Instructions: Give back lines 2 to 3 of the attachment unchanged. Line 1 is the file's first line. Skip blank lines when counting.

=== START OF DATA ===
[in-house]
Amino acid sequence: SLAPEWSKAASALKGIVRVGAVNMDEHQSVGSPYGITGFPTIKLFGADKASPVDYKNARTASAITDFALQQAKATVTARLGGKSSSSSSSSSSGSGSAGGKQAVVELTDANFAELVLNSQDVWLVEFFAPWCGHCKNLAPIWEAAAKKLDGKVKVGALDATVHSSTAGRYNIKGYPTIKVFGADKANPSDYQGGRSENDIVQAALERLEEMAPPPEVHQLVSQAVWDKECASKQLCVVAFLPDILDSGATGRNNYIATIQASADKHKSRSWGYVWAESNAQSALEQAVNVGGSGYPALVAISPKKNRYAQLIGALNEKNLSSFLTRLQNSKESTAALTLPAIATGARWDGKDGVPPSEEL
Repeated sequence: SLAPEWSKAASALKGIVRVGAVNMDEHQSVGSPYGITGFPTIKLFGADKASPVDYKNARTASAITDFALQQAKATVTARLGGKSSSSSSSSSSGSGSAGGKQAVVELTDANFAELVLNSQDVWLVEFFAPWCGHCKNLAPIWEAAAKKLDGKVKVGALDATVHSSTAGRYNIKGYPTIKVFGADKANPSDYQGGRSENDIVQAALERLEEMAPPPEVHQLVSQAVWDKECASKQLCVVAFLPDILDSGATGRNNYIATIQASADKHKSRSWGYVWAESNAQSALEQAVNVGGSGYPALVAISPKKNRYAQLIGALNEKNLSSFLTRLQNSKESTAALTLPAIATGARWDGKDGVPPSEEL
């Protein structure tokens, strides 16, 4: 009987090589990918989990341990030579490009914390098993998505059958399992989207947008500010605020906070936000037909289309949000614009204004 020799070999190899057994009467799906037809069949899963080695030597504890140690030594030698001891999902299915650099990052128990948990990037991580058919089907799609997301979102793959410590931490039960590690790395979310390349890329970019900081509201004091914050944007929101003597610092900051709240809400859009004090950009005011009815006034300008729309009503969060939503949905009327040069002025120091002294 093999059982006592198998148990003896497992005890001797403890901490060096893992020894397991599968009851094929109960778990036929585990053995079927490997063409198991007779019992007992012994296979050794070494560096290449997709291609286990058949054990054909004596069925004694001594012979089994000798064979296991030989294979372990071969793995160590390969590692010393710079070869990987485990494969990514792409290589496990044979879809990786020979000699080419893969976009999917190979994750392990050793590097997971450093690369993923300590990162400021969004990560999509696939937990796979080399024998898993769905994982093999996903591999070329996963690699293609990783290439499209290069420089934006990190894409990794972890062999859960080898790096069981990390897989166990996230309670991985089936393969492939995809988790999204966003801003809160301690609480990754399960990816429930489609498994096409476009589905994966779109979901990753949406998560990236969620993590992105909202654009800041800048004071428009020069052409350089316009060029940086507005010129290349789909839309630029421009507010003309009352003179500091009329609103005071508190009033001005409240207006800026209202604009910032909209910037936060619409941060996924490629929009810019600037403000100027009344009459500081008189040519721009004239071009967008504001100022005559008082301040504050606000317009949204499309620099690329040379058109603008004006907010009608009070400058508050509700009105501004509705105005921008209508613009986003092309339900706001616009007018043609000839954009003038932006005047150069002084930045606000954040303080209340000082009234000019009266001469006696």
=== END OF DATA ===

Amino acid sequence: SLAPEWSKAASALKGIVRVGAVNMDEHQSVGSPYGITGFPTIKLFGADKASPVDYKNARTASAITDFALQQAKATVTARLGGKSSSSSSSSSSGSGSAGGKQAVVELTDANFAELVLNSQDVWLVEFFAPWCGHCKNLAPIWEAAAKKLDGKVKVGALDATVHSSTAGRYNIKGYPTIKVFGADKANPSDYQGGRSENDIVQAALERLEEMAPPPEVHQLVSQAVWDKECASKQLCVVAFLPDILDSGATGRNNYIATIQASADKHKSRSWGYVWAESNAQSALEQAVNVGGSGYPALVAISPKKNRYAQLIGALNEKNLSSFLTRLQNSKESTAALTLPAIATGARWDGKDGVPPSEEL
Repeated sequence: SLAPEWSKAASALKGIVRVGAVNMDEHQSVGSPYGITGFPTIKLFGADKASPVDYKNARTASAITDFALQQAKATVTARLGGKSSSSSSSSSSGSGSAGGKQAVVELTDANFAELVLNSQDVWLVEFFAPWCGHCKNLAPIWEAAAKKLDGKVKVGALDATVHSSTAGRYNIKGYPTIKVFGADKANPSDYQGGRSENDIVQAALERLEEMAPPPEVHQLVSQAVWDKECASKQLCVVAFLPDILDSGATGRNNYIATIQASADKHKSRSWGYVWAESNAQSALEQAVNVGGSGYPALVAISPKKNRYAQLIGALNEKNLSSFLTRLQNSKESTAALTLPAIATGARWDGKDGVPPSEEL